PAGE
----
BIG HORN — The Northern Wyoming Community College District Board of Trustees approved an excise tax proposal for Campbell County and announced an 8.6 percent enrollment increase at Sheridan College Wednesday evening.
The economic development tax proposal is one-fourth of 1 percent, and was brought forward as a memorandum of understanding by the district administration. It detailed that all money raised on taxable goods in Campbell County will remain there for use by Gillette College and for economic development.
Gillette College CEO Mark Englert said the projected annual income from the tax is $5.2 million, about 65 percent of which would go to Gillette College. He also said about 20 percent of the tax would be paid for by visitors to the community.
“I always say, ‘Are you willing to invest 25 cents of a $100 dinner to the college?’” Englert said. “That’s a tremendous investment.”
Now that it has the board’s approval, the tax proposal will go to Campbell County voters Nov. 7.
In other business, the 8.6 percent enrollment increase at Sheridan College this fall means there are about 200 additional students compared to last fall.
Sheridan College President Dr. Paul Young said there were several factors that contributed to the enrollment growth.
“First of all, students come to a school for the program, and if you have a good program it’s because you have good faculty” and staff support, Young said. He also mentioned the attraction of the facilities on both campuses.
The NWCCD Faculty Senate reported to the board that it could implement a faculty ranking system by the end of this semester. Faculty department chairs may also create a new proposal for the faculty evaluation process going forward.
KayLee Weeden, president of the Sheridan College student government association, reported that the college is working on a textbook loan program. Weeden did not give a specific timeline, as she said they are still figuring out details.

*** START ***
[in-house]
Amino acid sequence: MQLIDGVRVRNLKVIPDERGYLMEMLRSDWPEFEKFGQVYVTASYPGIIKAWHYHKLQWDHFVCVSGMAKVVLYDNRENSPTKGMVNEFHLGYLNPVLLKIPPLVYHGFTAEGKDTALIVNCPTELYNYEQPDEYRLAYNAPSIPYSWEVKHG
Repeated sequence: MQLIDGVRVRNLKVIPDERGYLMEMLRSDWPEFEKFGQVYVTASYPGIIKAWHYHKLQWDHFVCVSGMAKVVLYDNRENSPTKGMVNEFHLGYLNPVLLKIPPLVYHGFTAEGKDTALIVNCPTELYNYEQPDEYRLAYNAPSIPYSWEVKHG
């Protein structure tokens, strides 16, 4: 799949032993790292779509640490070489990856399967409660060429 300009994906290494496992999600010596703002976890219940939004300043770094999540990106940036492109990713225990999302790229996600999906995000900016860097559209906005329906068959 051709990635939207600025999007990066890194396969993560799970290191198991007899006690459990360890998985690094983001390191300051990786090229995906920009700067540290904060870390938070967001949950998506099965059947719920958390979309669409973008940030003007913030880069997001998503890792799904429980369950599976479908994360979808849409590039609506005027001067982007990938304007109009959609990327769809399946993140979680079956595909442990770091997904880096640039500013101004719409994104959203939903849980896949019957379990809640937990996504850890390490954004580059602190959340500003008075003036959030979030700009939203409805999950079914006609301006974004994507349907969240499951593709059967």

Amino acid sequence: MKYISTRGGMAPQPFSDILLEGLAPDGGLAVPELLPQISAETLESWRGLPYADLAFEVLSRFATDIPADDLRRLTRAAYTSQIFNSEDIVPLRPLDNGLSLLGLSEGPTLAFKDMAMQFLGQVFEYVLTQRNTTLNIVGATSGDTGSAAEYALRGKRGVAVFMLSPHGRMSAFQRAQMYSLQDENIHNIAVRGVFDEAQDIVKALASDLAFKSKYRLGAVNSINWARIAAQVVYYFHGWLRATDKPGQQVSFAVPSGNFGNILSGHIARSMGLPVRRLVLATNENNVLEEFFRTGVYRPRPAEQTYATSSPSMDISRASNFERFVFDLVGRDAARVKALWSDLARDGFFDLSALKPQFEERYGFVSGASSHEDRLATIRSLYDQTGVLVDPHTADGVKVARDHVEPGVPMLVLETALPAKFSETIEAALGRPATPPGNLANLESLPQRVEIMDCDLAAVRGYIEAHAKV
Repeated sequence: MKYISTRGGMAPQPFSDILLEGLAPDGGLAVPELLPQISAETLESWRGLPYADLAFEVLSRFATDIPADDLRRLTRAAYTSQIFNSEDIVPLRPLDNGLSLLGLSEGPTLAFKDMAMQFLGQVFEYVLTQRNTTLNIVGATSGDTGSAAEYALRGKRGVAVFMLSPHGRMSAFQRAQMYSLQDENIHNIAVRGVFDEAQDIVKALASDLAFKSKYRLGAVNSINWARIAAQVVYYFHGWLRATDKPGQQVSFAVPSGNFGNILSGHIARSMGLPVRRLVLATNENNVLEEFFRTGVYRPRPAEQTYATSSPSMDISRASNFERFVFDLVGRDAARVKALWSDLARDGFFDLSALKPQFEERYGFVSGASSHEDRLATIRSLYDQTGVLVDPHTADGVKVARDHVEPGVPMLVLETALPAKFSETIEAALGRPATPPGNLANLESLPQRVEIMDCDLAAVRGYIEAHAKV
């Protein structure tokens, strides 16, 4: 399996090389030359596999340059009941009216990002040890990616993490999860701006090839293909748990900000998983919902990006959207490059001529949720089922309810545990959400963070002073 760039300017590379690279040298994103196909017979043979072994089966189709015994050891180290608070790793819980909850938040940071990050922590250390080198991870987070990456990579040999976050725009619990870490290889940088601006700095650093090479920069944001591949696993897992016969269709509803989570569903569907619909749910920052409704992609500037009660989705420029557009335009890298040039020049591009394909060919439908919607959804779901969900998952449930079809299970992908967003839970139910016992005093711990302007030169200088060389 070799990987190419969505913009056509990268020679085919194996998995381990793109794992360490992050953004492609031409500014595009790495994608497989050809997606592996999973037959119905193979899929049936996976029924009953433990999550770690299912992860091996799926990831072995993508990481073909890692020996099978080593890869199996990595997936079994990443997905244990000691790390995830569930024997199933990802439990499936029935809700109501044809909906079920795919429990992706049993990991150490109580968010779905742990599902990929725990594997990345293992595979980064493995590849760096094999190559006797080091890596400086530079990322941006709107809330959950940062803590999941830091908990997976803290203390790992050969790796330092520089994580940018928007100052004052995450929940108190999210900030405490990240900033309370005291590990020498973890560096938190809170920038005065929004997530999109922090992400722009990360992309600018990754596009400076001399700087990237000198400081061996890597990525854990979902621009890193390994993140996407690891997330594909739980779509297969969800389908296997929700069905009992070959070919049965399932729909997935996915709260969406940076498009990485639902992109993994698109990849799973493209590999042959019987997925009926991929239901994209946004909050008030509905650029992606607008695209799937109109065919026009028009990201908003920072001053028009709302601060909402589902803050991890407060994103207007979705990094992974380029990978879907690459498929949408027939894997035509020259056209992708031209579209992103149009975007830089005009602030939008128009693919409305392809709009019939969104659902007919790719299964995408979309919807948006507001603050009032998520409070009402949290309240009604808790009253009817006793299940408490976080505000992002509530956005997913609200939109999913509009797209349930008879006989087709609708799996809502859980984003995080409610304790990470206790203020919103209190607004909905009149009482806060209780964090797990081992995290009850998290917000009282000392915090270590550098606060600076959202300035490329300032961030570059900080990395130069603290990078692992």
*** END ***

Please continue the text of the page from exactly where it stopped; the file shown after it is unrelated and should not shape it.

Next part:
In addition, the board unanimously approved a few policies, including one on board self-evaluation and evaluation of the district president.
Jack Tarter was unanimously approved to be reappointed to the Johnson County Advisory Board for a three-year term ending June 2020 and Trustee Walt Wragge brought forth a proposal to be the district voter at the Association of Community College Trustees Convention in Las Vegas on Sep. 25. The board approved Wragge’s proposal unanimously.
Trustee Jerry Iekel brought up for discussion the Wyoming college presidents’ letter that asked the Wyoming Legislature to support the DREAM Act or similar legislation. The Dream Act protects undocumented immigrant children who qualify for the Deferred Action for Childhood Arrivals program from deportation.
After several minutes of discussion, the Board could not reach a unanimous decision, and did not vote or take any action.
The board also went into closed, executive session for about 20 minutes to discuss two real estate matters, but did not take any action.